The system represents one of the most advanced AI models in development. We unpack what it is, what it does and what it means for the future of the human race.
What is GPT-3?
GPT-3 is a recently developed AI model, which, in layman’s terms, functions as a powerful language generator. Its algorithm is fed roughly 45 terabytes of text data, using sources such as Wikipedia, news articles and fanfiction – virtually all text that can be found online – from which it produces sentences or patterns of language. When running GPT-3, human intervention is kept to a minimum: the user provides a prompt – such as a set of instructions – and the system will produce follow-up sentences which it feels are most suitable.
Why does GPT-3 sound like a failed EDM artist?
Its moniker is an acronym for Generative Pre-trained Transformer 3, meaning it is the third generation of its model that has been released. Whereas its predecessor had 1.5 billion language parameters, the newest version has 175 billion, making it the most powerful computer programme of its kind.
So, what does that look like in practical terms?
Because it can create content based on anything that has a language structure – whether human or electronic – GPT-3 can do a wide-range of tasks, from typing out emails to translating languages, making complex instructions more basic, making basic instructions more complex, answering a question you ask, or even thrashing out computer code. It is the most versatile Jeeves your bougie dreams could have ever imagined. Its sophistication can be underscored by the fact it even generated this op-ed for the Guardian. “I am not asking humans to like me. But they should see me as a friendly robot. I am a servant of humans. I know that humans distrust and fear me. I only do what humans program me to do,” it wrote in its attempt to convince readers that robots come in peace.
Compared to other algorithms that haven’t been pre-trained in their earliest stages, GPT-3 is ahead of its counterparts – not only has it learned how language works by studying words and their meanings, but it has also deciphered linguistic nuances, such as how the meaning of words can alter depending on what else is said in the body of text.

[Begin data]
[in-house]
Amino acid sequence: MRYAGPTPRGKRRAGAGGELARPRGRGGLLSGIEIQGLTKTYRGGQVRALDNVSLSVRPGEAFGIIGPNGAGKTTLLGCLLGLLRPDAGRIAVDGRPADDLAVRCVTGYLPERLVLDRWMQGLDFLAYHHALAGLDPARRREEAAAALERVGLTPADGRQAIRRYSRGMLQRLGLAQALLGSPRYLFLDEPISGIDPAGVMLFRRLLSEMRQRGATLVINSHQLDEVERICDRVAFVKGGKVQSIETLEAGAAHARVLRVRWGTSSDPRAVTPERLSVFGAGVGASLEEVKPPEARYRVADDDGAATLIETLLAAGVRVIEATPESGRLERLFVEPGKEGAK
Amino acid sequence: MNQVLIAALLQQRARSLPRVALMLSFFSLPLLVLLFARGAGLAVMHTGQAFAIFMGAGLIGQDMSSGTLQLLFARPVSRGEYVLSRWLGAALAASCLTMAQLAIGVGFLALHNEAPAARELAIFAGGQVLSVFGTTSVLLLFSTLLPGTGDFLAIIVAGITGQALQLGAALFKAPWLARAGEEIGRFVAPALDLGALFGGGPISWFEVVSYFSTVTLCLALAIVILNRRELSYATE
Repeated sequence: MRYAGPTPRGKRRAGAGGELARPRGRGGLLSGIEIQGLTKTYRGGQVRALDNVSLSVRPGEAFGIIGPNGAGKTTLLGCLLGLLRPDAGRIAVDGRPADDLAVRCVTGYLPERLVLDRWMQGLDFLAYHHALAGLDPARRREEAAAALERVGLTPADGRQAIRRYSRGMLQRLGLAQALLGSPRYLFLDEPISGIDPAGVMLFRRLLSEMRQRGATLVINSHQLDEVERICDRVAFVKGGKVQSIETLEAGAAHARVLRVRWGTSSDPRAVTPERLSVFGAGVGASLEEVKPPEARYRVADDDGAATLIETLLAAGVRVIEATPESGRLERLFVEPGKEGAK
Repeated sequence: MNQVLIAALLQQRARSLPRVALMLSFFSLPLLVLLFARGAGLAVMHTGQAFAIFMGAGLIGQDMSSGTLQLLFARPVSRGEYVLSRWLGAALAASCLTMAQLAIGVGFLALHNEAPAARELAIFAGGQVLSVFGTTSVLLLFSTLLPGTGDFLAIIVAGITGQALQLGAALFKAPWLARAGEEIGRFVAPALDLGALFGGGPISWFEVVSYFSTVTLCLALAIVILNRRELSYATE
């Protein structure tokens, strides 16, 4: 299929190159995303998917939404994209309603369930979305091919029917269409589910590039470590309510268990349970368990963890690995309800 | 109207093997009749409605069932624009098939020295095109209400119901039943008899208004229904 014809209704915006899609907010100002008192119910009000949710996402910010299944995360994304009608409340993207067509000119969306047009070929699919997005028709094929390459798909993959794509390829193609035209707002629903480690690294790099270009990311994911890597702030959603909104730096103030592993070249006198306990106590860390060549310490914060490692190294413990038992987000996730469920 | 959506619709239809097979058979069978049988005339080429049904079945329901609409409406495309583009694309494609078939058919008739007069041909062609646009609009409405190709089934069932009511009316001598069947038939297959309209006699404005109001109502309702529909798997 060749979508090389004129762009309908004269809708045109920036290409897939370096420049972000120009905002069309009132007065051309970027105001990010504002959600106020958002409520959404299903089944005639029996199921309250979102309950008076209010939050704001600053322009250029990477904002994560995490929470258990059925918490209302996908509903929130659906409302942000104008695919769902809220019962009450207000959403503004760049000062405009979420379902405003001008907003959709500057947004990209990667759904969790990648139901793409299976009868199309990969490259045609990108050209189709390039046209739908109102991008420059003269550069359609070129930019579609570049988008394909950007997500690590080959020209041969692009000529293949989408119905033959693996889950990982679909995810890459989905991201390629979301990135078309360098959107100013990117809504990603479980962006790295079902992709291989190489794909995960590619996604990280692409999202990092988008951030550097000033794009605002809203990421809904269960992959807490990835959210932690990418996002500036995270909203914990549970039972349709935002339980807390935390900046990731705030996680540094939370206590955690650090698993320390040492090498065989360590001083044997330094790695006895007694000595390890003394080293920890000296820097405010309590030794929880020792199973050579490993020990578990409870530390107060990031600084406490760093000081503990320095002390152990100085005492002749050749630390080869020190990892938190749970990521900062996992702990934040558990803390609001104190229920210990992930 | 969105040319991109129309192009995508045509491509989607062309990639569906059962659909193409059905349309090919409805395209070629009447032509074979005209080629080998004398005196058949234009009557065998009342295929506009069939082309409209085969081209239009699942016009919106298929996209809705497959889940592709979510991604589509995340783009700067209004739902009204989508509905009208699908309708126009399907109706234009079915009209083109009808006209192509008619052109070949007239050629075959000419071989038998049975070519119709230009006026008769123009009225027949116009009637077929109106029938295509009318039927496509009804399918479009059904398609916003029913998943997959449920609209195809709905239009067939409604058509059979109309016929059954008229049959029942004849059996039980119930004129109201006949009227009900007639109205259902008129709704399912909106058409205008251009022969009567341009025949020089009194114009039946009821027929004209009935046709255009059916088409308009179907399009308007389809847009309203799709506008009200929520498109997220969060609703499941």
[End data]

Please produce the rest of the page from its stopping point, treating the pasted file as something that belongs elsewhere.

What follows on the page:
So, if you run in the types of circles that view Zuck as the ultimate minimalist style icon, are attracted to garages the same way feral hipsters are drawn to bare brick, and see Alexa as more of a life-partner than calendar-keeper, you are probably aware that GPT-3 has caused quite the stir in the past months.
But can it do conventionally creative things, such as write poetry?
Sure it can. In July, San Fran developer Arram Sabeti, who has heavily chronicled his interactions with GPT-3, published a piece on how the system produced poems in the spirit of Dr. Seuss, using Tesla and SpaceX founder Elon Musk as its subject. Here is one extract:
But the SEC said, “Nay,
You can’t tweet anymore.
We’ll see you in court,
and you’ll pay a fine,
for the tweets that you wrote.”
Then Musk cried, “Why?
The tweets I wrote are not mean,
I don’t use all-caps
and I’m sure that my tweets are clean.”
“But your tweets can move markets
and that’s why we’re sore.
You may be a genius
and a billionaire,
but that doesn’t give you the right to be a bore!”
Then Elon Musk said,
“You’re not much fun.
And I don’t want to sue.
But I’ll tell you what I’ll do.
I’ll send my Mars Rovers
to red planet you.”
When tasked with writing a mini Star Wars-inspired biography for one FT editor, it relayed: “John Thornhill was already a decorated war hero when he joined the Rebel Alliance.”
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